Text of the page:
So, you are looking at property to buy and the one you like the most is being sold at Auction. What does that mean to you? What do you need to be prepared for?
It means you really do need to do your research and make sure that you are comfortable with the property because if you are successful at the auction then you have no right to change your mind.
Here are just a few of the things you can have in place prior to the auction:
Make sure your finance is ready, because you cannot buy at auction with any conditions. An auction purchase is unconditional and there is no cooling off period so it is important that you are sure you can borrow what you need in order to be able to settle. Regardless of what you purchase the property for your bank may value it differently. Make sure you have the funds available if this happens, as you may need more than you initially thought. Make sure you have a buffer just in case!
Inspect the property as often as you like. If you want a building inspection, have this carried out in the days prior to the auction and again note anything that you might have to fix or pay for yourself after settlement. You do not have the right to add a special condition for the vendor to fix anything prior to settlement. If there are items that are of concern ensure that your highest bid allows for that expense.
3. Contract, Form 1 and Searches
Read through the paperwork which will be on display at the relative office for 3 days and for 30 minutes at the property prior to the auction. The agent can email that through to you if you wish. It will also be in your best interest to get your conveyancer to check these before the auction as they will be able to check and discuss any issues with the property and can check if the relevant council approvals have been provided for any additions or building works.
4. Keep Everyone Informed
Let the agent know that you are interested so that, if the vendor decides to accept an offer prior to the auction then you can be kept informed. Let your bank and conveyancer know that you are looking to purchase at auction and advise them immediately if you are successful so that the process can get underway immediately.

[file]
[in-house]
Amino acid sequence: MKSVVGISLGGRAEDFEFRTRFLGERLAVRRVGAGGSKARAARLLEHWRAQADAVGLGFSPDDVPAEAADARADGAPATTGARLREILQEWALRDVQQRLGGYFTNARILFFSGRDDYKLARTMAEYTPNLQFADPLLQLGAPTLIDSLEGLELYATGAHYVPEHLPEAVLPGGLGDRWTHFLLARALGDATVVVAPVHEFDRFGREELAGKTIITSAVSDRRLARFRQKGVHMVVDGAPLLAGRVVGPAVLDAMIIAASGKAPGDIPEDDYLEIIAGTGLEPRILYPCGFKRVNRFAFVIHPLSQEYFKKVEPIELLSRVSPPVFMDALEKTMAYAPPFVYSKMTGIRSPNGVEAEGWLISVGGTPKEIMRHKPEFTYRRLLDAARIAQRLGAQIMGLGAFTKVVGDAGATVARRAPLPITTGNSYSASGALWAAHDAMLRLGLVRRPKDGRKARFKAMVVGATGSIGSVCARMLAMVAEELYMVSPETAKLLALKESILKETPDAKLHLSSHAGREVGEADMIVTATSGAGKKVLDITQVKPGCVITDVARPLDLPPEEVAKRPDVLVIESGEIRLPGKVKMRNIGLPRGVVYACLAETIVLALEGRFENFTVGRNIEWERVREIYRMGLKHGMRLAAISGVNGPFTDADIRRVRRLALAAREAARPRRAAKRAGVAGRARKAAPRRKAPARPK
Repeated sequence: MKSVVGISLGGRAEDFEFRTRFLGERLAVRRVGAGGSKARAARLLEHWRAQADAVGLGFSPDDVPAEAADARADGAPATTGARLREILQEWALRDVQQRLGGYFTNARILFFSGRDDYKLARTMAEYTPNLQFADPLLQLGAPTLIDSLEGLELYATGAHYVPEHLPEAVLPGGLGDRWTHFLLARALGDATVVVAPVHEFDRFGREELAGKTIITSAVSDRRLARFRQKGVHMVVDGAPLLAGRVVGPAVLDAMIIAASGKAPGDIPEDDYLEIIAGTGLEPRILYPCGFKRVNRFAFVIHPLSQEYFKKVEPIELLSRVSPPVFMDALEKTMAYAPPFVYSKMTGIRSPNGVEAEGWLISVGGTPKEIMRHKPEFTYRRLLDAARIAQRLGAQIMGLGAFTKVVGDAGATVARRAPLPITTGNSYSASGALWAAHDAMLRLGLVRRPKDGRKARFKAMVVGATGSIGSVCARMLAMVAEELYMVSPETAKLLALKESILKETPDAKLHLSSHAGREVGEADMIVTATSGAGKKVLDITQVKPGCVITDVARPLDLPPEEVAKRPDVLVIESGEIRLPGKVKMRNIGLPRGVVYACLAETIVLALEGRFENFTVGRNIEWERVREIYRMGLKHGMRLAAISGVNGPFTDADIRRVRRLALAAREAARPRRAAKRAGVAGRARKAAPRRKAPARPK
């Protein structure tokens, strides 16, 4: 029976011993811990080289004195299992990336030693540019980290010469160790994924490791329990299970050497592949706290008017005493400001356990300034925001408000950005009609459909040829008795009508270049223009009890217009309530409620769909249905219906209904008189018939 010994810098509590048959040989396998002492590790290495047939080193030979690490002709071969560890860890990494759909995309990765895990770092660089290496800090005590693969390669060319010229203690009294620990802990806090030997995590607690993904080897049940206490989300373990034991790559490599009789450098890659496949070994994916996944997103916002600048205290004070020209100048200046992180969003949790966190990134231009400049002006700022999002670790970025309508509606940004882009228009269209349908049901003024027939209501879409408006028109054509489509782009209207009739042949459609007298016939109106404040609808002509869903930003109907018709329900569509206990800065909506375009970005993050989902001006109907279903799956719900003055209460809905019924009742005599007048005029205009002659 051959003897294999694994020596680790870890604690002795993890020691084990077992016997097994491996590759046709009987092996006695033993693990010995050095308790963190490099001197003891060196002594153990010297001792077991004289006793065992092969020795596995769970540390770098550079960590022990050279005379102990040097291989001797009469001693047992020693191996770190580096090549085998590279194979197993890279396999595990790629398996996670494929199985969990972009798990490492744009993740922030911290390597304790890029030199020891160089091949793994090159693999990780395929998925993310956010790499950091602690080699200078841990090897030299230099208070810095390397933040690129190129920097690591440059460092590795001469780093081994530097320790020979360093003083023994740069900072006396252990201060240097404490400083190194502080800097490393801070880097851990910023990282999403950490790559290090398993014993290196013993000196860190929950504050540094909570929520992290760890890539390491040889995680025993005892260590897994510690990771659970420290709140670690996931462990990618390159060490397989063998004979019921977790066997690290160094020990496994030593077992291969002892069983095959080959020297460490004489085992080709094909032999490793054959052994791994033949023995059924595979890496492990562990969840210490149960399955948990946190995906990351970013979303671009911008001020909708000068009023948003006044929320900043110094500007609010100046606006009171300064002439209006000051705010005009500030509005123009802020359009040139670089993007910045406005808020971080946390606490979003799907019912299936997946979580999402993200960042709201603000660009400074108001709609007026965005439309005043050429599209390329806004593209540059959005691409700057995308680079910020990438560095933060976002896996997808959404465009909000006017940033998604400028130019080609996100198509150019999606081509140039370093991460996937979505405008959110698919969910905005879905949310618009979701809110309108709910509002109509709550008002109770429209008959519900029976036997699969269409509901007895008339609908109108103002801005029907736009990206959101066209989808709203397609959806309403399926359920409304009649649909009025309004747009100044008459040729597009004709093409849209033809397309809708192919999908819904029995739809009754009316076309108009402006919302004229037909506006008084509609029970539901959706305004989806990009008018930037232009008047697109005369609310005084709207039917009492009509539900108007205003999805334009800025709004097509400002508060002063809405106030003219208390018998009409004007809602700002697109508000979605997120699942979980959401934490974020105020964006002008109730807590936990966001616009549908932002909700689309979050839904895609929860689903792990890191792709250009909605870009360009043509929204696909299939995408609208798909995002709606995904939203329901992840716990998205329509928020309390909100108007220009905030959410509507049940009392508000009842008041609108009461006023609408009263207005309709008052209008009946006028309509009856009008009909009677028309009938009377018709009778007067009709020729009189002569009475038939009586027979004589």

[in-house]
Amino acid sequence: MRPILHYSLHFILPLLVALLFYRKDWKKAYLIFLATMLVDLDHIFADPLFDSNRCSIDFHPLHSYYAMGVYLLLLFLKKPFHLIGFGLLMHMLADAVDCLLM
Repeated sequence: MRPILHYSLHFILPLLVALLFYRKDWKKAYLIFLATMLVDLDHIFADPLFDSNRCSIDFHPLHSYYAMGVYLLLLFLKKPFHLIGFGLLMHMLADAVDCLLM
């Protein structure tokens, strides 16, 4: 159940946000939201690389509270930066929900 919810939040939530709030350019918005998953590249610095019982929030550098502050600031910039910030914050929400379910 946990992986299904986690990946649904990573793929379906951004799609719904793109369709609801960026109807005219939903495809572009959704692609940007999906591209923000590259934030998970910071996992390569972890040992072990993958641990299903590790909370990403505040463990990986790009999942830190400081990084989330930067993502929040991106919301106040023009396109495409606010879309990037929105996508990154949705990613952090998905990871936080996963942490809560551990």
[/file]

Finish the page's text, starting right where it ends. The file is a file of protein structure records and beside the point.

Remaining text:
If you do intend to bid at the auction then you should request any settlement dates if they are different to the standard 30 days and also request approval for the amount of the deposit you are prepared to pay if successful if it is to be less than the 10% required.
5. Auction Day
On the day of auction, you must register as a bidder and be given a number to display when bidding. Make sure you have some photographic ID with you as it will be sighted when you are registering. At this time you should also make sure that the settlement date and amount of deposit that has been agreed upon is noted on the registration.
Some points that were made by an agent was that you should position yourself where you can see the auctioneer and you can be seen. Don’t be coy about bidding. If you are there to buy the property have a decent crack. The more confident you appear the more fear you will strike in your opposition. You should give the impression that there is no upper limit, even though you might be quaking inside.
Be ready to provide a cheque for the deposit. Ask the agent prior to the auction as to what they will accept and how they require the deposit to be paid.
And, after you are successful, make a quick call to your insurance broker to organise a cover note over the property. You are the proud owner of your new home but ownership comes with some responsibilities, and one of them is that it is at your risk from the fall of the hammer.
Good luck on the day!